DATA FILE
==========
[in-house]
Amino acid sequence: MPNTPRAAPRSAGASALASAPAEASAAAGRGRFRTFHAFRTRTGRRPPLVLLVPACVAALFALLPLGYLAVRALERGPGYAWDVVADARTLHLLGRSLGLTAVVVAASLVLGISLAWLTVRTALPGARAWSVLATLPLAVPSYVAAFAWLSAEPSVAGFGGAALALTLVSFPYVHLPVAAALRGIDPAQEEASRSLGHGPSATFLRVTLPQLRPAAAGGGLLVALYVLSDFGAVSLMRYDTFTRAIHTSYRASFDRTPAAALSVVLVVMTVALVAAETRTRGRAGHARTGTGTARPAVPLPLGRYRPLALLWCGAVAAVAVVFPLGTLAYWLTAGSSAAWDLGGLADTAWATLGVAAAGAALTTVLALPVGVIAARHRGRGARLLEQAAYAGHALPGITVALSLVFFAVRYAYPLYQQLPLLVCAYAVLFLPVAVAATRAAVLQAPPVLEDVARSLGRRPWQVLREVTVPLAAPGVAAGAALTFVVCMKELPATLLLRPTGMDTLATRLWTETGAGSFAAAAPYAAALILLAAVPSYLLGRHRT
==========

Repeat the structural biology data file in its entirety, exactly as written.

[in-house]
Amino acid sequence: MPNTPRAAPRSAGASALASAPAEASAAAGRGRFRTFHAFRTRTGRRPPLVLLVPACVAALFALLPLGYLAVRALERGPGYAWDVVADARTLHLLGRSLGLTAVVVAASLVLGISLAWLTVRTALPGARAWSVLATLPLAVPSYVAAFAWLSAEPSVAGFGGAALALTLVSFPYVHLPVAAALRGIDPAQEEASRSLGHGPSATFLRVTLPQLRPAAAGGGLLVALYVLSDFGAVSLMRYDTFTRAIHTSYRASFDRTPAAALSVVLVVMTVALVAAETRTRGRAGHARTGTGTARPAVPLPLGRYRPLALLWCGAVAAVAVVFPLGTLAYWLTAGSSAAWDLGGLADTAWATLGVAAAGAALTTVLALPVGVIAARHRGRGARLLEQAAYAGHALPGITVALSLVFFAVRYAYPLYQQLPLLVCAYAVLFLPVAVAATRAAVLQAPPVLEDVARSLGRRPWQVLREVTVPLAAPGVAAGAALTFVVCMKELPATLLLRPTGMDTLATRLWTETGAGSFAAAAPYAAALILLAAVPSYLLGRHRT